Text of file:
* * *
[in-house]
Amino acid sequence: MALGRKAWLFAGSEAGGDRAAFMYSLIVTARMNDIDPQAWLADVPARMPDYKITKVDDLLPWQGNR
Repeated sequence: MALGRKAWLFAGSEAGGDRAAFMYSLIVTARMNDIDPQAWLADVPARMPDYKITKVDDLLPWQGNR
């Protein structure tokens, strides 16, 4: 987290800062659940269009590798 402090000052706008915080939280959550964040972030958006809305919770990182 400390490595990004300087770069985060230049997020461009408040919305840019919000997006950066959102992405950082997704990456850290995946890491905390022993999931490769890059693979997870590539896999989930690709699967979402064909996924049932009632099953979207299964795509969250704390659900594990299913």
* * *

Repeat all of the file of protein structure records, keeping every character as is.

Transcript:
[in-house]
Amino acid sequence: MALGRKAWLFAGSEAGGDRAAFMYSLIVTARMNDIDPQAWLADVPARMPDYKITKVDDLLPWQGNR
Repeated sequence: MALGRKAWLFAGSEAGGDRAAFMYSLIVTARMNDIDPQAWLADVPARMPDYKITKVDDLLPWQGNR
């Protein structure tokens, strides 16, 4: 987290800062659940269009590798 402090000052706008915080939280959550964040972030958006809305919770990182 400390490595990004300087770069985060230049997020461009408040919305840019919000997006950066959102992405950082997704990456850290995946890491905390022993999931490769890059693979997870590539896999989930690709699967979402064909996924049932009632099953979207299964795509969250704390659900594990299913």